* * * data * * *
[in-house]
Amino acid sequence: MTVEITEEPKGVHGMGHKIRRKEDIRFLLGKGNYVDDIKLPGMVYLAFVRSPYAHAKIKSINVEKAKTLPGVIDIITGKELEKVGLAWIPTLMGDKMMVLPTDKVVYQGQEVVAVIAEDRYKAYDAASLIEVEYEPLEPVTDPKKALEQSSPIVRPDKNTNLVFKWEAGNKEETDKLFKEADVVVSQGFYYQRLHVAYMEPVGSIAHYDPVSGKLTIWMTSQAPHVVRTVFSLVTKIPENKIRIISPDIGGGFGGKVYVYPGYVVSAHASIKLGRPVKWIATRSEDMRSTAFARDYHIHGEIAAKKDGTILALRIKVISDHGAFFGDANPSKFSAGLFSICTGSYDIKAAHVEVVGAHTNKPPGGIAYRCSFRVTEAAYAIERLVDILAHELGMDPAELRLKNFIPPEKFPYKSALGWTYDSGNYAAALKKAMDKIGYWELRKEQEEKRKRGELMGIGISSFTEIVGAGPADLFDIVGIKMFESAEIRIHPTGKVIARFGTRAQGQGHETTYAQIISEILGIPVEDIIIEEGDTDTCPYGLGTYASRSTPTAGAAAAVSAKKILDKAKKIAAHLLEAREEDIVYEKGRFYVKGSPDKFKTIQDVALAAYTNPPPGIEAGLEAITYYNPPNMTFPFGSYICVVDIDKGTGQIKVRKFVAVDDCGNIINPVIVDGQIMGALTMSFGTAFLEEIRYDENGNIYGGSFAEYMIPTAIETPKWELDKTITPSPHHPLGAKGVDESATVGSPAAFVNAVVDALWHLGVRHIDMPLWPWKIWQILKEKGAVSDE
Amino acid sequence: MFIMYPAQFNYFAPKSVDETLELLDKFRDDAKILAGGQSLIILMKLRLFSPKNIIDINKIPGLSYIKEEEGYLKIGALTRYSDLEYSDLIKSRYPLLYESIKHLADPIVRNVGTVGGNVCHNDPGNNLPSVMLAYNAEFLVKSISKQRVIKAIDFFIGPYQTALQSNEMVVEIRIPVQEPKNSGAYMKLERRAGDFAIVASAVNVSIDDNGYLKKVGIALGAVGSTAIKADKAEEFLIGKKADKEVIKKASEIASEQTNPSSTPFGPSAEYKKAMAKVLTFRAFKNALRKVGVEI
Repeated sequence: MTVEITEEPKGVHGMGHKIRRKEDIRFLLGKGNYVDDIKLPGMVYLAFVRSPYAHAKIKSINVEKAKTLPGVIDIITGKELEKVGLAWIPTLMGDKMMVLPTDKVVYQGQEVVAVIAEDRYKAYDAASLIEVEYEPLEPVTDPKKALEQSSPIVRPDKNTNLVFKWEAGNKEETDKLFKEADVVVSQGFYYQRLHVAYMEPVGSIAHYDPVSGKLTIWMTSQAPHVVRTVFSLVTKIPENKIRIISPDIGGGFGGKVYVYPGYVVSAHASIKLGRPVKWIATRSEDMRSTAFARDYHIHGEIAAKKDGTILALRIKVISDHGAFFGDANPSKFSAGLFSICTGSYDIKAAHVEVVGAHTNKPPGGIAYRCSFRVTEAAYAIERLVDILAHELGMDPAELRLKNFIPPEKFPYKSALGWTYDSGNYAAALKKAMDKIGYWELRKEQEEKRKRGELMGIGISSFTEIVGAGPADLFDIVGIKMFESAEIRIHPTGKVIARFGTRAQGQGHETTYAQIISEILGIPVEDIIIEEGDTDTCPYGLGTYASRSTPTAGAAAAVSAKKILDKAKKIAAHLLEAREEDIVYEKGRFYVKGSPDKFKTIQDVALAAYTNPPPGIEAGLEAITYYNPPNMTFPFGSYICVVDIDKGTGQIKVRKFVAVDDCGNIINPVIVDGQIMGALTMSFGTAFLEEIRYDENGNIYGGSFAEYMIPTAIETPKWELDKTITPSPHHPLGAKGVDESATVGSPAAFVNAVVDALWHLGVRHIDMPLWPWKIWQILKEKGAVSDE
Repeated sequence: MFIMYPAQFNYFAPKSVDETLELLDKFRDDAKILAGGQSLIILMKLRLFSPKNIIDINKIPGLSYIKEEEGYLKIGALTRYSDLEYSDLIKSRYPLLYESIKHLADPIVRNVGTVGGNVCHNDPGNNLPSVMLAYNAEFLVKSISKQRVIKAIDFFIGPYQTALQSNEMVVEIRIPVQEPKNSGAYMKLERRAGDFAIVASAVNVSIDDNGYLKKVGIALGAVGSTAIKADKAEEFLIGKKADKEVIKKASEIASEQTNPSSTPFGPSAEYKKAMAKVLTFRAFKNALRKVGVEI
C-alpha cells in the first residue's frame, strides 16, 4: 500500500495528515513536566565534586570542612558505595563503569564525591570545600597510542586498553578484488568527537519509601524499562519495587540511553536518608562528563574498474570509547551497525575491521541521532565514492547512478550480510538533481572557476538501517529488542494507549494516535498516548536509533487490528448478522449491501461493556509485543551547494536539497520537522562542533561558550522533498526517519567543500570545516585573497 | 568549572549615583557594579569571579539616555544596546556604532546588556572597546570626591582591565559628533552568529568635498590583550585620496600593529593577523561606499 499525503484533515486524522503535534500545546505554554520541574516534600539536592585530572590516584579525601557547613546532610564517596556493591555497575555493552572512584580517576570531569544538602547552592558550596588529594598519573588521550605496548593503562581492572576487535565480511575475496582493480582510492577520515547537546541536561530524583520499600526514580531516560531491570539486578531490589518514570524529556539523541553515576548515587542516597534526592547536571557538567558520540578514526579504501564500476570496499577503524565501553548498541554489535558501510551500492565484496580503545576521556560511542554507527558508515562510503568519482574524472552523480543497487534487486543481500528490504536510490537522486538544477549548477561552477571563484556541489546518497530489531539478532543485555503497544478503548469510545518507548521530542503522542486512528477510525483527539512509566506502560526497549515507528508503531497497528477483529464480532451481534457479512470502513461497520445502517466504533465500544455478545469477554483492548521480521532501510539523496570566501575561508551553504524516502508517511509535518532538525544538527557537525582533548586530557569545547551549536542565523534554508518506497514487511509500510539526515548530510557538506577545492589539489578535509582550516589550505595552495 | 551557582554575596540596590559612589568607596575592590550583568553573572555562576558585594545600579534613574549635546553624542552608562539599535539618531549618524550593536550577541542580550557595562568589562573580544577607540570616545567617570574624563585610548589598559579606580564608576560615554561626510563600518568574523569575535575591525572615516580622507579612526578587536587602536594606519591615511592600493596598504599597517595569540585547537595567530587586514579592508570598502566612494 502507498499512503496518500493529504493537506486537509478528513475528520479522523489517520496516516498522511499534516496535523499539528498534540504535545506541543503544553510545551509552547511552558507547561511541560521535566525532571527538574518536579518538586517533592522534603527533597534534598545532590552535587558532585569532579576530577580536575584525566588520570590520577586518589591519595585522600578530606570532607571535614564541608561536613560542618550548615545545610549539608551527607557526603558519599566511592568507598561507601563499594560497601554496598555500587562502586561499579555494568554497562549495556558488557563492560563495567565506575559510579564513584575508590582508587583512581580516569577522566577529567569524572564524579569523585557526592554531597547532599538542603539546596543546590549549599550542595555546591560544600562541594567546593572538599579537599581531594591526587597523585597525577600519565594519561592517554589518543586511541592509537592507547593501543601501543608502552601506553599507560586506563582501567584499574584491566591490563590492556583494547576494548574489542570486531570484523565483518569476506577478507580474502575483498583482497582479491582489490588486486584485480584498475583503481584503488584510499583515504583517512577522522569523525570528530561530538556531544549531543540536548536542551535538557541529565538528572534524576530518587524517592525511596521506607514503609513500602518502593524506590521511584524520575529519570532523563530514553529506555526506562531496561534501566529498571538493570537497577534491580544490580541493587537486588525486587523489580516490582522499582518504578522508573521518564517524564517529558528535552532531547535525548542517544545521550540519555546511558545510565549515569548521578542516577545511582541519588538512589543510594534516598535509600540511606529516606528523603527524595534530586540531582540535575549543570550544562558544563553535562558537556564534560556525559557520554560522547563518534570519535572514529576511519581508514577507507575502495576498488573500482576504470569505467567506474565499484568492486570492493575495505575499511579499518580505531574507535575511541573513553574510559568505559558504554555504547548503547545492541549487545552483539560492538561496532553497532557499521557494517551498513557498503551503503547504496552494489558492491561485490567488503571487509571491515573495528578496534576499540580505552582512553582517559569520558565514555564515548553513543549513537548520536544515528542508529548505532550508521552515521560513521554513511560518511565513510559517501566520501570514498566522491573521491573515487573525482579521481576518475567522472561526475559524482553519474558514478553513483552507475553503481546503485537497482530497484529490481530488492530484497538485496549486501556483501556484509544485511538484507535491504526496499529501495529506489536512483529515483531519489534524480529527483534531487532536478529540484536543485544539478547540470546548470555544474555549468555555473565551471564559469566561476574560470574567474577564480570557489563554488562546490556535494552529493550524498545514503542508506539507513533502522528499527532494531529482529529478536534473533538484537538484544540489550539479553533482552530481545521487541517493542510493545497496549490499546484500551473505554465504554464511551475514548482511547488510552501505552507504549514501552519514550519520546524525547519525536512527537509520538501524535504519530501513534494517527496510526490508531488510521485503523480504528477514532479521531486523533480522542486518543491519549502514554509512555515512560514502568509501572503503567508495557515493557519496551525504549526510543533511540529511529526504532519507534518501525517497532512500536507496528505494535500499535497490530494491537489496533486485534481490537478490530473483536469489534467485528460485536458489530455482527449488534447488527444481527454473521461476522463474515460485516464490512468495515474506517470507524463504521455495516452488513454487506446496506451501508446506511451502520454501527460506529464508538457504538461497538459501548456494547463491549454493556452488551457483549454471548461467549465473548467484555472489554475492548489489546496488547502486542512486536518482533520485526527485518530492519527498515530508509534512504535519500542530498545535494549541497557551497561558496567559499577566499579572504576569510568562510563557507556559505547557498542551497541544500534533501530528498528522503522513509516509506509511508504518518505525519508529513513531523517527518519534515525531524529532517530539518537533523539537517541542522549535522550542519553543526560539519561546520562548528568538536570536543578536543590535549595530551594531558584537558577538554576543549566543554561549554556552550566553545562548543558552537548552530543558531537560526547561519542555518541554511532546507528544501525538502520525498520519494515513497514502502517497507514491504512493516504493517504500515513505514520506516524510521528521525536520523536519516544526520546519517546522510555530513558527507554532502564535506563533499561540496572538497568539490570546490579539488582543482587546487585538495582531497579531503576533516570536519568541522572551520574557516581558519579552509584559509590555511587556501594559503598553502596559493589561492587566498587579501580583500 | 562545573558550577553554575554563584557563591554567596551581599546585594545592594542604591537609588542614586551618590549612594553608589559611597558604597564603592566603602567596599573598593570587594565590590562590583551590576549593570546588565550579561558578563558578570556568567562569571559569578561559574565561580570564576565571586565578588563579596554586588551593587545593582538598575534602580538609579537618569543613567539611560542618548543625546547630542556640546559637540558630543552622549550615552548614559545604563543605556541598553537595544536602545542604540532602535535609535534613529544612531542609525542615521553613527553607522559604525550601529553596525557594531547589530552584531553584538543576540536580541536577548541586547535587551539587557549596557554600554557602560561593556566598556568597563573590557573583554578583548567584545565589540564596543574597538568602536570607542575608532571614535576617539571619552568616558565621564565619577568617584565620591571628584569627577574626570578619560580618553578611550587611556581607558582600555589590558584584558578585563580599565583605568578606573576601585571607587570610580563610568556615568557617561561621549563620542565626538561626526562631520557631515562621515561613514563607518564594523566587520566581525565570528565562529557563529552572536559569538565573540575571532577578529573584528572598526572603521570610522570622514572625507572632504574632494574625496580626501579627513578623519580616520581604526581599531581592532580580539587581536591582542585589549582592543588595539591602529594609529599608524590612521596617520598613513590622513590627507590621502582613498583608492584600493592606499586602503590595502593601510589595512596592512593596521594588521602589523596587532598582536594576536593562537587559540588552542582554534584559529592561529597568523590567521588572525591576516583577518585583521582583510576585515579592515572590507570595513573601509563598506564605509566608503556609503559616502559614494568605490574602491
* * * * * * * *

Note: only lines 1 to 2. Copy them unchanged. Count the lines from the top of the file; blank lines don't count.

[in-house]
Amino acid sequence: MTVEITEEPKGVHGMGHKIRRKEDIRFLLGKGNYVDDIKLPGMVYLAFVRSPYAHAKIKSINVEKAKTLPGVIDIITGKELEKVGLAWIPTLMGDKMMVLPTDKVVYQGQEVVAVIAEDRYKAYDAASLIEVEYEPLEPVTDPKKALEQSSPIVRPDKNTNLVFKWEAGNKEETDKLFKEADVVVSQGFYYQRLHVAYMEPVGSIAHYDPVSGKLTIWMTSQAPHVVRTVFSLVTKIPENKIRIISPDIGGGFGGKVYVYPGYVVSAHASIKLGRPVKWIATRSEDMRSTAFARDYHIHGEIAAKKDGTILALRIKVISDHGAFFGDANPSKFSAGLFSICTGSYDIKAAHVEVVGAHTNKPPGGIAYRCSFRVTEAAYAIERLVDILAHELGMDPAELRLKNFIPPEKFPYKSALGWTYDSGNYAAALKKAMDKIGYWELRKEQEEKRKRGELMGIGISSFTEIVGAGPADLFDIVGIKMFESAEIRIHPTGKVIARFGTRAQGQGHETTYAQIISEILGIPVEDIIIEEGDTDTCPYGLGTYASRSTPTAGAAAAVSAKKILDKAKKIAAHLLEAREEDIVYEKGRFYVKGSPDKFKTIQDVALAAYTNPPPGIEAGLEAITYYNPPNMTFPFGSYICVVDIDKGTGQIKVRKFVAVDDCGNIINPVIVDGQIMGALTMSFGTAFLEEIRYDENGNIYGGSFAEYMIPTAIETPKWELDKTITPSPHHPLGAKGVDESATVGSPAAFVNAVVDALWHLGVRHIDMPLWPWKIWQILKEKGAVSDE